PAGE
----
Last week, I introduced the SAS hash iterator object in the post An Introduction to the Hash Iterator Object. I introduce the iterator object and how to visualize it. Furthermore, I demonstrate how to declare and instantiate it. However, I do not focus much on how to use it. I do not focus on the methods we call on the iterator object. Today, I devote the post to the five hash iterator methods. These are the First, Last, Next, Prev and Setcur Methods.
In the examples to come, I will use the following data set
data have; input key data; datalines; 1 10 1 20 2 30 2 40 2 50 3 60 3 70 ;
First and Last Method
First off, let us look at the First Method(). I declare a hash object and associate an iterator object to it. For demonstration purposes, I use the Ordered:Y argument tag. That way, we can easier see how the methods work. Now, I call the First() Method. This makes the iterator object point to the logically first element in the hash object and copies the data values into the PDV. You can verify that the data values are copied into the PDV in the following PUT Statement. SAS prints key=1 data=10 in the log.
Next, let us examine the Last Method(). I call Last() in the same data step. If you examine the log, you see that the SAS hash iterator points to the logically last element in the hash object and copies the data values into the PDV. This raises two important points about the First and Last Methods:
- The First and Last Methods point to the logically first/last element of the associated hash object and copy their corresponding data values into the PDV.
- Both methods can be called regardless of the current position of the iterator pointer. Consequently, we can call the first/last method if the iterator does not yet point to any hash object element. But we can also call it if the iterator points to any element in the object.
data _null_; key=.; data=.; declare hash h(dataset:'have', ordered:'Y'); h.definekey('key'); h.definedata('key', 'data'); h.definedone(); declare hiter hi('h'); hi.first(); put key= // data=; hi.last(); put key= // data=; run;
Next and Prev Method
The Next and Prev Methods are usually used in conjunction with the First/Last Method to iterate through an entire hash object. You can see a typical example in the post from last week. In the code below, I declare the same hash object as above. I call the First Method() and then the Next() Method immediately after. This gives me the logically second element in the hash object copied into the PDV. Not surprisingly, when I do the same thing, but with the Last() and Prev() methods, I get the logically second last hash object element in the PDV. Three points worth noticing about the Next()/Prev() Methods:
- The Next/Prev copies the next/previous element into the PDV depending on the current position of the iterator pointer.
- Though I do not recommend it, the Next and Prev methods can be called when the iterator does not yet point to any element in the hash object. If you call the Next() Method while the iterator pointer dwells outside the hash object, the iterator will point to the logically first element in the hash object. The opposite goes for the Prev() method. I do not recommend this usage, since it can cause confusion about the current position of the iterator.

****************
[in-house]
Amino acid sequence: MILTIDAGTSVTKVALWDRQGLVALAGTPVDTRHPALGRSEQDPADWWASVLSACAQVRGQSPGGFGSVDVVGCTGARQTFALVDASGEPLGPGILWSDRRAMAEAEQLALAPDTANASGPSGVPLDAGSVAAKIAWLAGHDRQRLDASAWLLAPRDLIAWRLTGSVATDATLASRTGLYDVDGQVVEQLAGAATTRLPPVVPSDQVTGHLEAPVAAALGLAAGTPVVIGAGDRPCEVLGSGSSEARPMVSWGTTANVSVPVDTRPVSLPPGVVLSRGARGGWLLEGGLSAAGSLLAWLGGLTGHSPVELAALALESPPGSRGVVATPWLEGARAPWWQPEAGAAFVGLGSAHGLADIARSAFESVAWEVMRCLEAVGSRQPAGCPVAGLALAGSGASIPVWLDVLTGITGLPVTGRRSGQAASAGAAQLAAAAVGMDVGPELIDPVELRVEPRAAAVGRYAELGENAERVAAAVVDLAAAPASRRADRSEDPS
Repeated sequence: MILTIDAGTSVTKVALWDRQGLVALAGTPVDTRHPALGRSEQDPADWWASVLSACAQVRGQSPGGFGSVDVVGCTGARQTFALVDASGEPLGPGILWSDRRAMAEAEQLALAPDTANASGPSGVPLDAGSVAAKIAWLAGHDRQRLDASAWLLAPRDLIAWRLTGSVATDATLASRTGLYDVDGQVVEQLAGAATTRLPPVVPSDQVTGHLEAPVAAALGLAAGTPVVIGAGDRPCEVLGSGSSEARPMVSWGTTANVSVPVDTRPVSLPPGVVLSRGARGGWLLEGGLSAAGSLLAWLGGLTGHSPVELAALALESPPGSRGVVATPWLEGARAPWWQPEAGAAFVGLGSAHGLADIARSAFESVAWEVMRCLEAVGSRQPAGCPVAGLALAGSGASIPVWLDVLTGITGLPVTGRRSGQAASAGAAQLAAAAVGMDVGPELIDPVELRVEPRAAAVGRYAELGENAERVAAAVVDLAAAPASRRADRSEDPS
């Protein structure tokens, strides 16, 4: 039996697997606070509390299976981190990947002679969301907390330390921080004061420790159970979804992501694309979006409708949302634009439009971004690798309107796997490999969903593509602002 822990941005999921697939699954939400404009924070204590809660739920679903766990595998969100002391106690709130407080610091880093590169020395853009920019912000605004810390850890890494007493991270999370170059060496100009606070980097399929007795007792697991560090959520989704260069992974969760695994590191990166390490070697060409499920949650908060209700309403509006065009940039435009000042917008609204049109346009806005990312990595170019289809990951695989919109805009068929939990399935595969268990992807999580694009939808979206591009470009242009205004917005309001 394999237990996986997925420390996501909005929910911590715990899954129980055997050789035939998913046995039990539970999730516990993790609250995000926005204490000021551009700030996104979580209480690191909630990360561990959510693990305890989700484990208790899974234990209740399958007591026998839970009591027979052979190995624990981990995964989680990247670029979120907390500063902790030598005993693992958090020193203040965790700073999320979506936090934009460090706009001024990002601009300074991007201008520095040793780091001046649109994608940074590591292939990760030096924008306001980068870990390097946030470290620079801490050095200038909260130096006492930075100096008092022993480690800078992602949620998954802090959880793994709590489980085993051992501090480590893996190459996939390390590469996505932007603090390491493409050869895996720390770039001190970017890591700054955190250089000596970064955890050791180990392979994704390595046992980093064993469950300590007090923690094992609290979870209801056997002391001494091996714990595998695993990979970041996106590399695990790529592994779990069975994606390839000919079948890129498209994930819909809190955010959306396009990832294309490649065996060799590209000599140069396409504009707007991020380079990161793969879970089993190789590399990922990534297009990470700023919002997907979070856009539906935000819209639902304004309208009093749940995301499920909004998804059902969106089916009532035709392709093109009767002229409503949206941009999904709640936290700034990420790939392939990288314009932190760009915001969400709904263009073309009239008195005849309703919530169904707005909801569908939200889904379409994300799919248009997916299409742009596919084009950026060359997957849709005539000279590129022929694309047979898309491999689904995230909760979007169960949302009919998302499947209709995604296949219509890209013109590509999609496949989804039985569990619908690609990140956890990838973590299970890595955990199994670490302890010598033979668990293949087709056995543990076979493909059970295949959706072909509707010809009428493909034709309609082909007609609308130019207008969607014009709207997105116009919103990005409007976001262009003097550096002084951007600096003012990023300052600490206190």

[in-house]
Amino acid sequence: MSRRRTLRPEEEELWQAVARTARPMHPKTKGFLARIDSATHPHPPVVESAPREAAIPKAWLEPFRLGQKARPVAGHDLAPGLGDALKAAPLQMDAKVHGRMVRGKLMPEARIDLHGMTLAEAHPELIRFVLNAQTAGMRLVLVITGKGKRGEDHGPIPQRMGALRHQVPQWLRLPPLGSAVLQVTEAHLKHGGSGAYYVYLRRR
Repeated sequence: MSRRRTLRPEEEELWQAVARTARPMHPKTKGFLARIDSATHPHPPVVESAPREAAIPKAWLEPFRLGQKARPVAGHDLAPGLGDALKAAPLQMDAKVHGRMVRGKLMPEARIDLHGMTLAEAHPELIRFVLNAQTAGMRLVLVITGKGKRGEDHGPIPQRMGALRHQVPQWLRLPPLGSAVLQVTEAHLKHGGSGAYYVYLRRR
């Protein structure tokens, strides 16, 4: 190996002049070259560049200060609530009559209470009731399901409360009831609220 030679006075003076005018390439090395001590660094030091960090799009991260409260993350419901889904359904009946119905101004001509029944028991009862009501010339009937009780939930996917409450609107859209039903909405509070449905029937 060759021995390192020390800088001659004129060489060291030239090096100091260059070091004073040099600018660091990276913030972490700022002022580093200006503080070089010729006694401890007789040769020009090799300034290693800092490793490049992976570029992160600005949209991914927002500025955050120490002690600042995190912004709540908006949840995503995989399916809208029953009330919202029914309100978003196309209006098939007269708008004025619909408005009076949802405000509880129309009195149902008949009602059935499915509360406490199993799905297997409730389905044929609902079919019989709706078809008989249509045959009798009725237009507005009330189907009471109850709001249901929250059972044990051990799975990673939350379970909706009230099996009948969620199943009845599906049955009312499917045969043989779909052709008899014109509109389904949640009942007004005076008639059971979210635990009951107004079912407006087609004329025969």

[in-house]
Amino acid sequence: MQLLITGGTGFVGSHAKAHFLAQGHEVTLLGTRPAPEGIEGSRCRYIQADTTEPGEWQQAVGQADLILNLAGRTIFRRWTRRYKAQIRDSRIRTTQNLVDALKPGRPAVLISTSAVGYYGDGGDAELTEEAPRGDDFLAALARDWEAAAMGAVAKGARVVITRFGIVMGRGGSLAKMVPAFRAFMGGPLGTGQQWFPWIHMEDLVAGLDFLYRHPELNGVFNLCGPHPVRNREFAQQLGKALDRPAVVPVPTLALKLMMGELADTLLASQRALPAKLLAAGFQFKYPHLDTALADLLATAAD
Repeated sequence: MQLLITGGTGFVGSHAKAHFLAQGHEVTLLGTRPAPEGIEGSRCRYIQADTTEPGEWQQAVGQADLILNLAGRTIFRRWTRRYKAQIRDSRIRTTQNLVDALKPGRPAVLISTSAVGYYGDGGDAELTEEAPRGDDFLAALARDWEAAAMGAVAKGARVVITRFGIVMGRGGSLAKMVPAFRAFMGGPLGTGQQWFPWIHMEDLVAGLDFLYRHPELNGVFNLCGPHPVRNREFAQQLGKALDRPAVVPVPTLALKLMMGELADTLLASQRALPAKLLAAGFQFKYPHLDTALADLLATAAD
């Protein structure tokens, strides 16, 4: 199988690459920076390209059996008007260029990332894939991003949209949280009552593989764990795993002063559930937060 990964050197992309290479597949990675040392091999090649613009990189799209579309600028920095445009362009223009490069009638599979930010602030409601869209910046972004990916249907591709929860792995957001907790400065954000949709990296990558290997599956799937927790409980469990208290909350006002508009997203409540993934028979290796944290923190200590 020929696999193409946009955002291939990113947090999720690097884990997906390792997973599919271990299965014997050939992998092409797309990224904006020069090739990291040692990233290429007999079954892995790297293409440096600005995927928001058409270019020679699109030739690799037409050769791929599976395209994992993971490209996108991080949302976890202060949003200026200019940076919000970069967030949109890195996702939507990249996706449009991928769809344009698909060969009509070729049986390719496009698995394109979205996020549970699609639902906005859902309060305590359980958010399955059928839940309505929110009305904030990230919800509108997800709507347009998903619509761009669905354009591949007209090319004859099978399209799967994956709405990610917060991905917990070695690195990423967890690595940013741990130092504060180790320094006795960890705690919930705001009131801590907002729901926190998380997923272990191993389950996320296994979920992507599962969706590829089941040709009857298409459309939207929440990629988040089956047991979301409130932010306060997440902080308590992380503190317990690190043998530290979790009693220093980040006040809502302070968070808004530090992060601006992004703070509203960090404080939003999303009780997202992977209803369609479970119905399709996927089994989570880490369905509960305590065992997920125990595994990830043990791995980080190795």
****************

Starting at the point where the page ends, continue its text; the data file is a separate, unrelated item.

- Just like any other method, the Next/Prev methods return a zero code for success and non zero for failure. In this case, failure means that there are no next/previous elements to point to from the current position. This means that the failure call will place the iterator pointer outside the hash object.
data _null_; key=.; data=.; declare hash h(dataset:'have', ordered:'Y'); h.definekey('key'); h.definedata('key', 'data'); h.definedone(); declare hiter hi('h'); hi.first(); put key= / data= //; hi.next(); put key= / data= //; hi.last(); put key= / data= //; hi.prev(); put key= / data= //; run;
Small fun fact: The Next() Method is used internally to Check Whether Two Hash Objects Are Equal.
The four methods we have encountered above do not require any key value to function. This is in contrast to the Setcur Method(). The Setcur Method lets the SAS hash iterator point to the logically first element within a key group in the hash object. Let us look at a small example. In the code below, I create the same hash object as in the two preceding examples. Next, I call the Setcur Method assigned with key=2 as an argument and puts the results in the log. If you examine the log, you will see key=2 and data=3. Look at the data set at the top and verify that this is the first element in the key=2 group.
In the following Do While Loop, I iterate through the rest of the hash object from the current position. This is a quite unique feature of the iterator object in SAS. Unlike regular hash object methods such as Do_Over() and Find_Next(), the iterator object can cross key-boundaries. Conventional hash object methods can only iterate same-key groups.
data _null_; key=.; data=.; declare hash h(dataset:'have', ordered:'Y'); h.definekey('key', 'data'); h.definedone(); declare hiter hi('h'); rc=hi.setcur(key:2, key:30); put key= / data= //; do while (rc=0); put key= / data= //; rc=hi.next(); end; run;
In this post, I present the five available methods to the hash iterator object in SAS. These are the First, Last, Next, Prev and Setcur Methods. We have seen small, introductory examples of to use the methods and discussed how they differ from regular hash object methods. You can see an example of how to use several methods in the blog post Working with Consecutive Events in SAS.
If you want to learn more about the iterator object in SAS, consult the Documentation Page or the book Data Management Solutions Using SAS Hash Table Operations by Don Henderson and Paul Dorfman. Also, I use the iterator object in the post Print Content of a SAS Hash Object in the Log.
You can download the entire code from this post here.